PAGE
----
A furnished room does not grow as do the lilies of the field. It must be fashioned by studied creative processes. Yet it is the distinguishing characteristic and highest excellence of a perfectly furnished room that it appears to be not a creation but a growth. In every such room each part is so subtly related to all the other parts and to the whole that the relationship appears to be organic. As a result of faultless calculation there, is no evidence of calculation. The completed room seems to have grown spontaneously to a perfection to which nothing could be added and from which nothing could be taken away.
This organic harmony is dependent first of all upon proportion. Indeed proportion, or the relation or adaptation of one portion to another, or to the whole, as respects magnitude, quality or degree, is the dominant element in interior decoration, as it is in all the arts of design. Not only the beauty of every form in nature and in art, but its essential character and significance as well, is conditioned by the relationships borne by each of its parts to all the other parts and to the whole. The oak tree is beautiful, and so is the birch, and each has a fiber that is hard and enduring; yet we think always of the oak as sturdy, vigorous and indomitable, and of the birch as graceful, delicate and yielding. Similarly, the body of a perfectly developed athlete is always beautiful; yet no one expects the proportions of the wrestler or the weight-thrower to be the same as those of the runner or the vaulter. Each is beautiful in his own way, because the parts of his body are adapted not only to his stature, but also to the requirements of the game in which he is trained to compete. We can admire both; but we could by no possibility admire a form in which the great shoulders and torso of the one were joined to the slender hips and legs of the other. Inevitably such a form would appear grotesquely ugly in appearance and monstrous in significance.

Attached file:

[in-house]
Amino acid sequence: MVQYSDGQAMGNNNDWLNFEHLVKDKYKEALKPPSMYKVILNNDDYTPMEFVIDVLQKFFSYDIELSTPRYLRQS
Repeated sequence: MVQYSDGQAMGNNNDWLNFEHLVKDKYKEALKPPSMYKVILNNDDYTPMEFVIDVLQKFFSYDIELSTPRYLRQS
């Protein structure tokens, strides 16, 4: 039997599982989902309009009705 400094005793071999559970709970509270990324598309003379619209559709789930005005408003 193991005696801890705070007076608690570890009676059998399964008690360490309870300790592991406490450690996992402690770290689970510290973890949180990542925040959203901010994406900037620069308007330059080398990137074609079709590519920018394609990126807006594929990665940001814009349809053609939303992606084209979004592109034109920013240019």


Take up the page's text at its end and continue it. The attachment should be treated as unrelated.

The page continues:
The sense of proportion derived subconsciously from long familiarity with growing things, and particularly with the human body, conditions our artistic judgments. We expect to find things together which seem capable of having grown together; that is, things characterized by relationships analogous to the relationships existing among growing things. Thus we are best satisfied when the column or pilaster has both a capital, or head, and a plinth or foot; or when the ratio of valance to side hangings is the same as the ratio of head to body. And because the tree, fixed and immovable, has a trunk that tapers from bottom to top, while the animals, moving at will from place to place, have legs that taper from top to bottom, it happens that in the design of furniture the billiard table, which is fixed and immovable, may have legs that taper from bottom to top; that heavy sofas, chairs and tables which though not fixed are not easily movable, may have legs that do not taper either way; but that light and easily movable pieces, to satisfy the subconscious judgments of the mind, must have legs that taper from top to bottom.
FIGURE 23.- These small light chairs are identical except for the legs. Note that the example with tapering legs is far more satisfying than the one with legs which do not taper.